5.0 out of 5 stars amusing, uplifting and charming, 22 Dec. 2013
By 
markr - See all my reviews
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I have never read PG Wodehouse, and so had no preconcieved ideas about whether I might like the characters or style - I do enjoy Sebastian Faulks's novels though, and bought this on the strength of that.

This then has been an unexpected delight - amusing, uplifting, charming, and delightful reading, which made me smile and keep reading from start to finish in just a few sittings- and I thoroughly recommend it. I can't comment on how it compares with the originals yet - but the author and the Wodehouse family have expressed the hope that this will lead new readers to sample some of the original stories - and I shall certainly do that, having enjoyed this book so much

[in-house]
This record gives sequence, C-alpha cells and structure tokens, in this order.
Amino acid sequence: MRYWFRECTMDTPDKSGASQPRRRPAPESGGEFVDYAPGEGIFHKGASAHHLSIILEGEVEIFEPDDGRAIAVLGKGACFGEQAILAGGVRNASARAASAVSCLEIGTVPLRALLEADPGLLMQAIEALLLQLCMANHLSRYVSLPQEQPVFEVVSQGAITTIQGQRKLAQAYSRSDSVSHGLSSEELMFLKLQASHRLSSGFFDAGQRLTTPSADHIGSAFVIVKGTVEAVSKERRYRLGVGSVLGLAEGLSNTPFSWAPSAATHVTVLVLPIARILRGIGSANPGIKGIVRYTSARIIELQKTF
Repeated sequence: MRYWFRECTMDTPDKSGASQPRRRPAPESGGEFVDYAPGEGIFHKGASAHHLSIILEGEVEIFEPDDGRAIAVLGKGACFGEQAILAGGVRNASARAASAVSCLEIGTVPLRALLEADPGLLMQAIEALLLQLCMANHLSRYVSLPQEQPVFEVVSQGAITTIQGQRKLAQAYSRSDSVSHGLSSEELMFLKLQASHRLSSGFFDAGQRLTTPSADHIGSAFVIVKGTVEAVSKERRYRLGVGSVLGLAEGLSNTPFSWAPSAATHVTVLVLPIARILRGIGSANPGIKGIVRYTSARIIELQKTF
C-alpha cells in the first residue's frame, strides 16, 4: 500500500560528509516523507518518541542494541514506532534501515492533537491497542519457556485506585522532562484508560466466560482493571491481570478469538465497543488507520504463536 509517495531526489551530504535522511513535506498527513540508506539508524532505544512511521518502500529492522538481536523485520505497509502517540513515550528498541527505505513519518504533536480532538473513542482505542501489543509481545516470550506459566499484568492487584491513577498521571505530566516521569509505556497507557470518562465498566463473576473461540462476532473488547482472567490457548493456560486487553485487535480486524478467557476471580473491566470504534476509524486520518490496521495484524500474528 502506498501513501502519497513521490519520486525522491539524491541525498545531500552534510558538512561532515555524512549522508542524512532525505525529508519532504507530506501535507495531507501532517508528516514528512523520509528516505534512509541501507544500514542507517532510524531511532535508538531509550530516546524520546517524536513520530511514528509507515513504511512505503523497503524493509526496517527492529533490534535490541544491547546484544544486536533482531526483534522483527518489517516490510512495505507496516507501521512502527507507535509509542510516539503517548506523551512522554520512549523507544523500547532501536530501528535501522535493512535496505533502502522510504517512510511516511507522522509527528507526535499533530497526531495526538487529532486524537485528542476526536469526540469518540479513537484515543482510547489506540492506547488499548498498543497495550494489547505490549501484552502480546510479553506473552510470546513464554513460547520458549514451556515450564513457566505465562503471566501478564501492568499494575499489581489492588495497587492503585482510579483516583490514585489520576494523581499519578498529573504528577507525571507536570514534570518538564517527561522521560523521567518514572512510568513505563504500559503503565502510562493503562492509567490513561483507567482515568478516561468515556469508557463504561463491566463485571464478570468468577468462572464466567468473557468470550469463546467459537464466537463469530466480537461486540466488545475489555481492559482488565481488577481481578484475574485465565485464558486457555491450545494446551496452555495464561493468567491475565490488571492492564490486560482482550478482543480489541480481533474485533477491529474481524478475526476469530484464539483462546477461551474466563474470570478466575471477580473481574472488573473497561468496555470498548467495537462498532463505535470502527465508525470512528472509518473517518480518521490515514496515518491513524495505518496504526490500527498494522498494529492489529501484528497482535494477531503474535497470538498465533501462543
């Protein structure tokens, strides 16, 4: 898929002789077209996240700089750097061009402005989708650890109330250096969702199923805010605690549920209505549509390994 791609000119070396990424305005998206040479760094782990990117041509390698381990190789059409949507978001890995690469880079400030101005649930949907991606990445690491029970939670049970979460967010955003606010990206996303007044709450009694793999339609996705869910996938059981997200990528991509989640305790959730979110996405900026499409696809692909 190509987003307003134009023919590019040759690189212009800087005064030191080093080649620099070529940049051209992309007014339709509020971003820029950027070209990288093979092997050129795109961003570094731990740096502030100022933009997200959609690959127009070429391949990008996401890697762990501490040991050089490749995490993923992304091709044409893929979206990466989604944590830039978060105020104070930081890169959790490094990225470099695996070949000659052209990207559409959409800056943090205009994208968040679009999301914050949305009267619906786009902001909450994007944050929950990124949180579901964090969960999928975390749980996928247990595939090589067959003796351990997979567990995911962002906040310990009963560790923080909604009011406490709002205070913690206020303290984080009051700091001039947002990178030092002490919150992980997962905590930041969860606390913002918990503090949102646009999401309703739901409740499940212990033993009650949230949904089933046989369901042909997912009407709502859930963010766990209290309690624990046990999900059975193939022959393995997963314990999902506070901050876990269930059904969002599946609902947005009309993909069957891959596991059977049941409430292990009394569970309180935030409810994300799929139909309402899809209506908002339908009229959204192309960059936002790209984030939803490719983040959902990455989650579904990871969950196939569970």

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1 of 1 people found the following review helpful
5.0 out of 5 stars A lovely homage to PG Wodehouse, 15 Dec. 2013
By 
J. W. Platt "Author of the Book" (The Netherlands) - See all my reviews
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This review is from: Jeeves and the Wedding Bells (Audio CD)
This is a fine and funny Jeeves and Wooster romp by an author at the top of his game, who has faithfully maintained the classic Wodehousian traditions which make the pair's adventures so timeless. The reader, in the first person role of Bertie, manages to sound very like Richard Briers i thought, which added to the enjoyment of the work. If his Bertie was a tour de force, his Jeeves was slightly less so, yet still measured in just the right way. I found the ending, in which the strings are all so happily drawn together, quite emotional, and with one or two very satisfying twists, of which I am sure P G would approve.
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Jeeves and the Wedding Bells
Jeeves and the Wedding Bells by Sebastian Faulks (Audio CD - 7 Nov. 2013)